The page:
Water loss at Werris Creek linked to mining operations
An independent analysis has found serious flaws in the modelling and reporting by an open cut coal mine adjacent to landholders who have lost, or have dramatically reduced groundwater supply. Initial modelling of the mine estimated a 10cm drop in bore levels, but data now shows an average 4m drop in the affected area. As a consequence of the findings the NSW DPI Office of Water has commissioned a review into what has become known as the “Werris Creek matter”.
After concerns raised by landholders above the Quipolly Creek alluvium aquifer were largely dismissed by Whitehaven Werris Creek mine and DPI Water only had the resources to review the reporting of groundwater take by Whitehaven against their licence conditions, Caroona Coal Action Group Inc. (CCAG Inc.) and the local landholders commissioned an independent assessment of the changing groundwater conditions to the south of the Werris Creek Mine.
The report, by the University of NSW Australia Water Research Laboratory, found that groundwater in the basin, which previously flowed south, now appears to be flowing north back towards the mine workings. The assessment also points out that removal of the overburden to reach the coal seam has resulted in depressurisation of the underlying aquifer system which also appears to have not been properly taken into account. The investigation also finds incomplete water-balance accounting practices which are not suited to predicting water levels of the landholders’ wells and bores, hence the review by DPI Water. Despite assurances by both DPI Water and the mine itself that the loss of water in landholder bores was due to drought conditions, the report concludes that “it is likely that coal mining operations at WCC’s Werris Creek Mine are contributing to the impacts currently being observed at landholders bores.”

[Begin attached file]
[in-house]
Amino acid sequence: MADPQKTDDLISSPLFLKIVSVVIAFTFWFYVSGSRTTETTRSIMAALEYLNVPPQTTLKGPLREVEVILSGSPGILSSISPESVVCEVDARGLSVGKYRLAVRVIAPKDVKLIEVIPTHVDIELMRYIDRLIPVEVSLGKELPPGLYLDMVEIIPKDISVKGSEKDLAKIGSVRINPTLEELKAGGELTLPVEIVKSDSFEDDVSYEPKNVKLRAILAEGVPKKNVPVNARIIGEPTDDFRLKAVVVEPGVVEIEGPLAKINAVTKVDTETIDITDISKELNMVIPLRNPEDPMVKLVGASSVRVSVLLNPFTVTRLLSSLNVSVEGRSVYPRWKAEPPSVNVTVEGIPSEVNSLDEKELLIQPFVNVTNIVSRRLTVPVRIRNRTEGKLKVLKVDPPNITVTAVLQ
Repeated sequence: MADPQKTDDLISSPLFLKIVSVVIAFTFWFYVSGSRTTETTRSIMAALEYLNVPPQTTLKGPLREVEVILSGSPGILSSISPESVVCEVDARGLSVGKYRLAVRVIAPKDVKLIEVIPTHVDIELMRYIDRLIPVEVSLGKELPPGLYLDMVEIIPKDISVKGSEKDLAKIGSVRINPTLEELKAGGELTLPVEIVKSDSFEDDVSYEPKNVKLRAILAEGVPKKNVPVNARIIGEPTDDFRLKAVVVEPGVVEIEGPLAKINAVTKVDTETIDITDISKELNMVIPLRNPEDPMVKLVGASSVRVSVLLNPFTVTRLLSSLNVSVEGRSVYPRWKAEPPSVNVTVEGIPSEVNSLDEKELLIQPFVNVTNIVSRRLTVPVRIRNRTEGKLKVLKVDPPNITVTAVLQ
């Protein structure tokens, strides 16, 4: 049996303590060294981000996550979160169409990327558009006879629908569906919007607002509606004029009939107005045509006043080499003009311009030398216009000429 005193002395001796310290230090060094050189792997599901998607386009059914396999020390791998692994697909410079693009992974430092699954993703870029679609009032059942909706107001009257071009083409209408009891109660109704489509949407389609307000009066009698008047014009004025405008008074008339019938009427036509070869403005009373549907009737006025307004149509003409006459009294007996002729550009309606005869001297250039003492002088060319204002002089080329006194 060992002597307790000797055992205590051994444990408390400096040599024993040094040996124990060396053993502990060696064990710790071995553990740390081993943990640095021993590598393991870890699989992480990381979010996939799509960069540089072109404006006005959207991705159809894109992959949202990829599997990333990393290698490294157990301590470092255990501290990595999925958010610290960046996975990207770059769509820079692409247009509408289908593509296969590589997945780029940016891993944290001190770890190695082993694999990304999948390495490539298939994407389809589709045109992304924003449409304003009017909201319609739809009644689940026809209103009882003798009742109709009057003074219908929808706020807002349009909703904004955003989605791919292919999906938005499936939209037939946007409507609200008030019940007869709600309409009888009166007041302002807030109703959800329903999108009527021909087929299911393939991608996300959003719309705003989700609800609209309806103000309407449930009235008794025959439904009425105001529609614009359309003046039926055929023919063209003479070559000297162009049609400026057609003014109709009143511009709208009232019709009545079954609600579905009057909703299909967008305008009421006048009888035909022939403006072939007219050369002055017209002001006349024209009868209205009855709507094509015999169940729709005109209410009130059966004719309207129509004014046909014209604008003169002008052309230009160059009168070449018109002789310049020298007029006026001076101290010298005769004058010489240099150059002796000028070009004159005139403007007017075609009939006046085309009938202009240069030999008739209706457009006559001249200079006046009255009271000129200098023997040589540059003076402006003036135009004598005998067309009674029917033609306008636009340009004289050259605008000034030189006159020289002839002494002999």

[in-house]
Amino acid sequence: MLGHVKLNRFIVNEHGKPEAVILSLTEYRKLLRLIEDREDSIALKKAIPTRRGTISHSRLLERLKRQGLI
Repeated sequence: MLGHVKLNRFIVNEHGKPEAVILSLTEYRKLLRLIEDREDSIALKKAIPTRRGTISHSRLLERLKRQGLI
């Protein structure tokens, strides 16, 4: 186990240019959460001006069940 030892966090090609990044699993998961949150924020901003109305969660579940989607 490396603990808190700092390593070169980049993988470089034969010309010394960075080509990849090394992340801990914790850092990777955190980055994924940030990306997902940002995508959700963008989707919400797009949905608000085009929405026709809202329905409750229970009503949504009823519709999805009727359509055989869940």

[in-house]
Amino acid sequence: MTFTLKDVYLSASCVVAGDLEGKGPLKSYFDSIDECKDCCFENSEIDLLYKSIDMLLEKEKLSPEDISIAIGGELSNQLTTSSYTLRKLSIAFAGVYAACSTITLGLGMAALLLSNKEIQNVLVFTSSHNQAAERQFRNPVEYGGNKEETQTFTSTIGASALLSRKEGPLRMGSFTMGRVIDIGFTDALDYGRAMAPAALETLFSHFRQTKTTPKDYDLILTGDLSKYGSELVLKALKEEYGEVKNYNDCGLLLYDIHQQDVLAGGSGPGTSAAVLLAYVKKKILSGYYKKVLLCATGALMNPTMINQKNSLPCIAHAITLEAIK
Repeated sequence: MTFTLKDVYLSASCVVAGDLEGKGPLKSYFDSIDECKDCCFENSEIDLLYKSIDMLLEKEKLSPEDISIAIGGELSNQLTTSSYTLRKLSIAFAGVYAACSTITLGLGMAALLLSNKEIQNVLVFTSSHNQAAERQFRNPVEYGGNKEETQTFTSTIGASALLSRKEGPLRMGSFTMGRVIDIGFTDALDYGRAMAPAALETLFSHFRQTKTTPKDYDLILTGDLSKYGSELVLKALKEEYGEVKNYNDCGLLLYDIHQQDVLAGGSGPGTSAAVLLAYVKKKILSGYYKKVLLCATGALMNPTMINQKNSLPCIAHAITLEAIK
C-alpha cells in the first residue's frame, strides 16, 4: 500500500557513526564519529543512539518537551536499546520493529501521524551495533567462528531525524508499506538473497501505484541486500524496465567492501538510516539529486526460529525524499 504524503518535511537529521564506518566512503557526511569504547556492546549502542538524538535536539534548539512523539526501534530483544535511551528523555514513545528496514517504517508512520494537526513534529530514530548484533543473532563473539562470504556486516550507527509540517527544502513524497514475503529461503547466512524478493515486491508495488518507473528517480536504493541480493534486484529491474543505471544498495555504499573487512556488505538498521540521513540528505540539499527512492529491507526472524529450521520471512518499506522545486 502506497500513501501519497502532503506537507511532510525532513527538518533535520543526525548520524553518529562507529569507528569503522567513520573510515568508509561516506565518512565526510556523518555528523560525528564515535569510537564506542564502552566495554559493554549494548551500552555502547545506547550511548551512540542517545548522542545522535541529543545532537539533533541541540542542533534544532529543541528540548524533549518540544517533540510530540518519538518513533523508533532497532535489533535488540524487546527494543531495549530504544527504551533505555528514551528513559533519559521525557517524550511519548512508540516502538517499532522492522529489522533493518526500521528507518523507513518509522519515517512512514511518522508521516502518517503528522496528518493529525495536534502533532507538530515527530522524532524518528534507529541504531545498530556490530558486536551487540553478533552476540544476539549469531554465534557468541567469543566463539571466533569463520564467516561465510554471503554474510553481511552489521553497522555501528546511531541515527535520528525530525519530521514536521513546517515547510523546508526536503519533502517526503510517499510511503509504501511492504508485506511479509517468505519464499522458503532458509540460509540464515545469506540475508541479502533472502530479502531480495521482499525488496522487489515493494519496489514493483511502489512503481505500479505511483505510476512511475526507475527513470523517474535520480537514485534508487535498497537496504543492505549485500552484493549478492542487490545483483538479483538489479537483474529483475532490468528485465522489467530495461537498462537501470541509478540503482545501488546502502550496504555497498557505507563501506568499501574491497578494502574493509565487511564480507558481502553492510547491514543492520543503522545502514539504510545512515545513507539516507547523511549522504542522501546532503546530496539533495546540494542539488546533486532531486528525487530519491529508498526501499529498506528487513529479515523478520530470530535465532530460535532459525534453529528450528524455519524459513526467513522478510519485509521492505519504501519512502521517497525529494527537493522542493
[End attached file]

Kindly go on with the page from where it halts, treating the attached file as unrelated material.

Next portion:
DPI Water, the regulatory body overseeing the water management at WCC, hadn’t completed hydrogeological assessments of the reported groundwater declines to fully understand the observations and check for oversights in the groundwater modelling due to resourcing. These assessments must be part of the mining conditions, done regularly and by an independent and qualified hydrogeologist. DPI Water must be given the resources to ensure this is done.
Chairman of the Caroona Coal Action Group Inc., Susie Lyle, says: “The implications of these findings are very significant for the proposed Shenhua mine at Breeza. When considered in conjunction with the recently published technical article by Ian Acworth and associates, illustrating that current groundwater models used to consider the consequences of extractive industries on the Liverpool Plains contain gross simplifications and inadequate field data regarding vertical aquifer connectivity, Federal and State Governments must review their decisions in relation to the Shenhua mine.”
“The Werris creek mine is a fraction of the size of the proposed Shenhua mine, and the impacts potentially catastrophic on one of the most productive yet intricate underground aquifer systems in Australia.”